The Best Woman
Ntsiki Mazwai2079 views | Sun, 27th of August, 2017
It is the last Sunday of women’s month in South Africa. I have spent most of the month speaking about the violence men inflict on us. I think we also need to take a moment to examine how women treat each other. Yup ladies, let’s admit it...we have a problem with each other.
In the same way that men have been socialized to be patriarchal and anti feminine power, we too have gone through the same brainwash.
Men have made us feel so bad about being female we have come to hate our femininity we have come to hate other females. We have been taught to frown upon strength in a woman. We have been taught to silence the woman who talks too much or too loudly or behaves ‘like a man.’ How dare a woman walk in the forefront with men?
We have been taught that being male is a special privilege. We have been taught that we are not allowed the privileges that males enjoy.
Much like white supremacy, divide and conquer is used on women. We are made to feel that having one woman in the boardroom is an achievement and yet we make up fifty per cent of the population. If the boardroom is only ten per cent female, there is an unhappy forty per cent somewhere. It goes without say that the disgruntled forty per cent will resent the ten percent inside the boardroom because simply put, ‘it’s not fair.’ Thus it feeds into a system of competition amongst women, because there are not enough seats at the table for us. We are all scrambling over one chair. This is how the world has made us hate each other.
Men march into industries in groups and there is room for everyone but there is only ever space for one queen. So we spend all our energy trying to out-do each other in everything. We want to be the best looking at the club, the only queen in the media and the only woman in the boardroom. Unlike men, we do not move in gangs and use our numbers. We want to stand alone and shout ‘I am the best!’
Society has taught us to treat women badly. It is us women who police each other and each other bodies. We copy fashion from magazines to gcwalisela each other instead of building relationships.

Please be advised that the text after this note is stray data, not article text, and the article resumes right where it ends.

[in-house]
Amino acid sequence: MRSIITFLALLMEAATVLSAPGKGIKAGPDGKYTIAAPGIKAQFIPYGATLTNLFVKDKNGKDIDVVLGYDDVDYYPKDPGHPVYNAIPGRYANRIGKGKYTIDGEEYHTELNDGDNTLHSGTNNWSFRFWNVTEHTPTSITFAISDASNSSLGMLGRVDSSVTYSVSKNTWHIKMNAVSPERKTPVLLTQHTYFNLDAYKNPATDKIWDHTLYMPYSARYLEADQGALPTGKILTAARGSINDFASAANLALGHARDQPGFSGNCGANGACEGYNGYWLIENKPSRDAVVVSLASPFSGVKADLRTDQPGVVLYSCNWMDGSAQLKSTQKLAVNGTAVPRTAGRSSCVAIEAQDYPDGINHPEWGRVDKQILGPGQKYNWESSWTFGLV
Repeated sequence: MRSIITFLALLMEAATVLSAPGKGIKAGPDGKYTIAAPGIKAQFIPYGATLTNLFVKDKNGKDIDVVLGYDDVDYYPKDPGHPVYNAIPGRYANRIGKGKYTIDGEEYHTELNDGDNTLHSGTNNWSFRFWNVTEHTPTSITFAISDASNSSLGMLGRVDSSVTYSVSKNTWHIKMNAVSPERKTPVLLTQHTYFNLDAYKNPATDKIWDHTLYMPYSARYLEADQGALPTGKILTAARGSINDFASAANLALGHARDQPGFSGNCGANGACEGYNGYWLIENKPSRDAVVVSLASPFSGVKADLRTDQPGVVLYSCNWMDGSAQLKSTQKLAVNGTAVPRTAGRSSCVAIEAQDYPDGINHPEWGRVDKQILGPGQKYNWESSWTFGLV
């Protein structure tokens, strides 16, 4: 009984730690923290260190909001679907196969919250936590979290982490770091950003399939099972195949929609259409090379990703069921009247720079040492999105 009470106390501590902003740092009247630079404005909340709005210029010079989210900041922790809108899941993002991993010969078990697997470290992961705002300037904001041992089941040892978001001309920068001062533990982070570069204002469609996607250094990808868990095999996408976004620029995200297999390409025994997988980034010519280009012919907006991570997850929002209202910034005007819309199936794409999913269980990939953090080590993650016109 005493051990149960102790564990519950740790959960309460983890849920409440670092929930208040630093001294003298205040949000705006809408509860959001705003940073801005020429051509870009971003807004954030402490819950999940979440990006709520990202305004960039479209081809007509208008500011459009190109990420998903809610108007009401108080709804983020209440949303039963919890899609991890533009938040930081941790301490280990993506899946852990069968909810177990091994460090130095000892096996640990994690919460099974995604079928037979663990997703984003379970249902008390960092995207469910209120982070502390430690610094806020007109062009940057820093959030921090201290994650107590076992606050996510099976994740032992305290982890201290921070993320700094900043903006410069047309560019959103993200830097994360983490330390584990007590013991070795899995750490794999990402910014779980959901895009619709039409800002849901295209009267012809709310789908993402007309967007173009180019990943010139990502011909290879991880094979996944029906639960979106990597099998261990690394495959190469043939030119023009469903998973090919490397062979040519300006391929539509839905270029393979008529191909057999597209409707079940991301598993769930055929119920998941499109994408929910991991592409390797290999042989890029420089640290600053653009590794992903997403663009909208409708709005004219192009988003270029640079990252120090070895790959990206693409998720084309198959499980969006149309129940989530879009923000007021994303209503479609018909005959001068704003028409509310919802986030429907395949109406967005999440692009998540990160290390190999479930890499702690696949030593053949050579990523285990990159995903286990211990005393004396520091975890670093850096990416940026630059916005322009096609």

In a social setting, when men are introduced to each other they get on like a house on fire, we women on the other hand size each other up first. Our natural instinct is to distrust women we don’t know.
Men are raised that it is ok to have multiple lovers. Women are raised that they must only keep one lover. Where men can play piki piki mabelane, we women much protect our ONE asset with everything we have. The ONLY thing that asset is not safe from is...other women. We are each other’s competition for this ONE partner. Men would hate each other too if they were in the same position.
Men live in a world where they share all of us, so they are cool with each other. Women live in a world where they have to scream ‘mine, mine, mine!’
We live in a world where we sisters are sexually objectified. Whether we like it or not we are judged based on our looks and what mainstream media dictates as the standard of beauty. Human beings have created one standard for all of us to fit into. To succeed in this world we have to look sexually appealing to men. For a woman who is not that standard of beauty, every day is an act of violence. Every day you look into the mirror and see that you are not ‘beautiful.’ Naturally the women who fit into that standard will have a superiority complex. Do you see how men use our looks to make us hate each other and fight for their attention?
This thing called Pull Her Down (PHD)syndrome is real but it is also not our fault. We are all guilty of PHD because we are all socialised by the same system. It is time that we recognise it within ourselves. Call ourselves out when we see ourselves doing it and make more of an effort at being more compassionate with each other.
From today, I dare myself to make a genuine and loving connection with every single woman I meet because the world is doing EVERYTHING it can, to divide women.